How To Reconfigure The Right: A Speech To The New Right Conference In France

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Remarks delivered to the Convention de la Droite (Convention of the Right), Sept. 28, 2019.

If his presidency ended tomorrow and Donald Trump did nothing else, he exposed the weakness of the American right and pointed toward its reconfiguration. How did he do this? During the 2016 campaign, neoliberal conservatives attacked him for not wanting to conserve conservatism. He attacked neoconservative American foreign policy while rejecting the hegemony of markets. During the 1980s and 1990s, the Republican Party had increasingly committed itself to the ideology of free trade, which brought with it a financialization of the American economy and the decline of the American heartland. “Folks,” Trump said in April 2016, “I’m a conservative, but at this point, who cares?” Conservatism had conserved nothing.

The voters who delivered the presidency for Donald Trump cared little for the “fusionist” paradigm which had long patched the Republican Party together between libertarian thinkers and a socially conservative base. The think tanks, trending socially libertarian and economically neoliberal, advanced policies for a voter base that did not even exist. Trump’s voters were not uniformly “Left” or “Right” on economic issues: they did not object to state spending per se, but to the wasteful spending of the Obama era. Trump exposed the fact that mainstream American conservatism had no reference to reality. There are precious few voters who simultaneously favor the old planks of fusionist conservatism — opening the borders and invading Iran, or outsourcing jobs and privatizing social security, but with a never-delivered abortion ban as a way to keep the base in line.

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Political realignment is not simply a matter of uniting quarreling factions. It is a matter of uniting the right policies and the right ideology under a banner that will command a victorious voter base. That base exists. The failure has been at the level of ideology and policy.

For years the Right has had no guiding ideology, while the Left has Marxism and the center has liberal capitalism. When the Right defines itself primarily as conservative, in practice it merely carries water, or spins intellectual tales, for neoliberalism. Indeed, conservatives are able to define themselves as liberals only because the Left abandoned liberalism long ago and became aggressively, integrally “progressive.”

This is not to say that every policy called “liberal” is a bad one: market forces can work within certain parameters, for the sake of the polity as a whole. Such policies existed before liberalism and will continue without it. But as Patrick Deneen put it in his recent book, liberalism has failed. It cannot justify our politics and it does not command loyalty. The political situation is one of separation and dispersion — the separation of economy and society, the separation of politics from national purpose. The Right needs a clear end goal. That goal should be to reintegrate society, economy and state. Its themes will be community rather than neoliberalism, purpose rather than utilitarianism, reintegration instead of dispersion. reintegration instead of dispersion, purpose rather than utilitarianism, a new sense of community rather than neoliberalism.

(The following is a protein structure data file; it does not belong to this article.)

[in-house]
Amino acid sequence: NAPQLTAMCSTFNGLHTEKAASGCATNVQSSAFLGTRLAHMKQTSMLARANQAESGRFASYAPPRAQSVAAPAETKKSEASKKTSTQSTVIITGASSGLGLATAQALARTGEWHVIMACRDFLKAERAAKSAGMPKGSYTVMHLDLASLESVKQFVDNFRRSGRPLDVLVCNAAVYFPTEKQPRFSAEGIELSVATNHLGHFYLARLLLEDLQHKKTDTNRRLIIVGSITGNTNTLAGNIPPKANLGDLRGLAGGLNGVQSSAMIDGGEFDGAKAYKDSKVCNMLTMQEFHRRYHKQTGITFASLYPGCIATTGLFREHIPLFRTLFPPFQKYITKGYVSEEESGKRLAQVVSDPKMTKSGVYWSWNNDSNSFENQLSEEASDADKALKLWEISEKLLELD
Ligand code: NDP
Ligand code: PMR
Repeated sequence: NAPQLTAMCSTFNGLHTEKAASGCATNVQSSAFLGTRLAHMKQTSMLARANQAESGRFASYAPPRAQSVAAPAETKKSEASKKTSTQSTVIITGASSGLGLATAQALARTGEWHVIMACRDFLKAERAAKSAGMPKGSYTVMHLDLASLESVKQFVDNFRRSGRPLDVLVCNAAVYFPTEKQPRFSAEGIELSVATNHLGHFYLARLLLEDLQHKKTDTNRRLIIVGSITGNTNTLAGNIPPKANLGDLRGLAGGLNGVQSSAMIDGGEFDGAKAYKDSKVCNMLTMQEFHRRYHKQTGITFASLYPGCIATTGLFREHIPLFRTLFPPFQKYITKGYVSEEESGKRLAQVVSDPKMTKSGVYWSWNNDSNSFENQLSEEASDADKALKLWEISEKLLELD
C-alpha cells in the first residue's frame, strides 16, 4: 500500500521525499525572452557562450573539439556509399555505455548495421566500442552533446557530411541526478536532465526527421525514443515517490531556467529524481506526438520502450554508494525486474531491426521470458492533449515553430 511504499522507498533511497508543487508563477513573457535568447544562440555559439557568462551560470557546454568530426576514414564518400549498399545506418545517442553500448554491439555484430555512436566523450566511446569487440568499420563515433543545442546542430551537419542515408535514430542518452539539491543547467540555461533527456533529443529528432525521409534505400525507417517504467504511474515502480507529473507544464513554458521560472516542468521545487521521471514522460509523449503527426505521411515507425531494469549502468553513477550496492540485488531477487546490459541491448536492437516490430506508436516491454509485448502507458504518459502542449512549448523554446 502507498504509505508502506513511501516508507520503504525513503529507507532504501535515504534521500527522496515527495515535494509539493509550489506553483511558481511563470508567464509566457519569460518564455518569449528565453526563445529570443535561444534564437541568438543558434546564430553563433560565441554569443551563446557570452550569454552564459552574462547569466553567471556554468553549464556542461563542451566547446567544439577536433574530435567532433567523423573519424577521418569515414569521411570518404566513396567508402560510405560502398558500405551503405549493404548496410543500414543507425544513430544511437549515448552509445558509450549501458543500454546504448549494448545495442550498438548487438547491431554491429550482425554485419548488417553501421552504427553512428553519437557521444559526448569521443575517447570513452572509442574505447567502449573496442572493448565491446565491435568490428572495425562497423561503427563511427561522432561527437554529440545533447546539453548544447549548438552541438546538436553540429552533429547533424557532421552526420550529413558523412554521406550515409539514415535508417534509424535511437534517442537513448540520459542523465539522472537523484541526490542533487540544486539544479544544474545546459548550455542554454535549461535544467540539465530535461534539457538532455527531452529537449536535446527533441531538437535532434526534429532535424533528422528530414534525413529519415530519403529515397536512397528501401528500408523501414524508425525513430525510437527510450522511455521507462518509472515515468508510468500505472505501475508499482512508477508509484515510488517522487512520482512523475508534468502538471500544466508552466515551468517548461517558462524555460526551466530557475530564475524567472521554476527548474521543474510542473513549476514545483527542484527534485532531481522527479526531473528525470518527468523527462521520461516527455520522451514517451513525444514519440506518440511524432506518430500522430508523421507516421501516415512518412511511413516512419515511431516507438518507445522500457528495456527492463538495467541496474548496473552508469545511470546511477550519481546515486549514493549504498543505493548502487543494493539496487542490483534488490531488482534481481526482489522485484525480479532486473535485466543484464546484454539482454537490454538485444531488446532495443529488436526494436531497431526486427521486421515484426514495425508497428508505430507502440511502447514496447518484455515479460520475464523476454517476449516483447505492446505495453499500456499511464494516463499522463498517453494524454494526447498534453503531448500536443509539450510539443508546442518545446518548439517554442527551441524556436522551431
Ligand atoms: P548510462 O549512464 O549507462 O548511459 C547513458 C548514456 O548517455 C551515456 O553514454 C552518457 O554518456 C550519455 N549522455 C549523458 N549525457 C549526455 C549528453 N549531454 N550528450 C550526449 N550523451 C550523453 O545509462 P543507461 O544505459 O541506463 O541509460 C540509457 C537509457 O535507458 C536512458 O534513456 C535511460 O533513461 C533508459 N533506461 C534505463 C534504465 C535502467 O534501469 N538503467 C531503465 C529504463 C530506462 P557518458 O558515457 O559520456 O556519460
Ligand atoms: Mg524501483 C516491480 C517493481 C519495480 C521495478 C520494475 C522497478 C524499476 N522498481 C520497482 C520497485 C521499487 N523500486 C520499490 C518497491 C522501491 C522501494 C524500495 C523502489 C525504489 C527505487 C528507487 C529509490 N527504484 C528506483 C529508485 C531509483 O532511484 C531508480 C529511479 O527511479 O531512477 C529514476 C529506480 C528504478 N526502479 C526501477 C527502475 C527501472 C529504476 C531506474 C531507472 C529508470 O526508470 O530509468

Many on the American right wanted the reconfiguration forced by Trump to disappear. But the political “base” will continue to force a reconfiguration, both in the United States and in France.

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In policy, two areas stand out for the new American right: family policy and industrial policy. On the first, speaking about the cultural pressures that families face is not enough. Families cannot afford children. The United States has the fiscal resources for a family policy, like that pioneered in Hungary and elsewhere, that would really incentivize the formation of families—and the creation, for conservatives, of a stable electoral base. Only libertarian ideology stands in the way of this. Second, industrial policy: American companies have become less innovative, not more; they do less investment, not more. Politicians like Senator Marco Rubio in particular are putting industrial policy back on the map, arguing that national security requires us to maintain industrial capacity, not only through Trump-style trade actions but through directing American investment toward advanced manufacturing sectors.

These two areas are where the American right is pointing — beyond the tweets, and the chaos surrounding investigations and impeachment. The right is shifting toward a postliberal political stance to reintegrate society, economy and the state. That is a reconfiguration of ideas to harness the energy of a large base.

Do it here, and you will energize the French Right, as well.

Gladden Pappin is cofounder of American Affairs and assistant professor of politics at the University of Dallas. 


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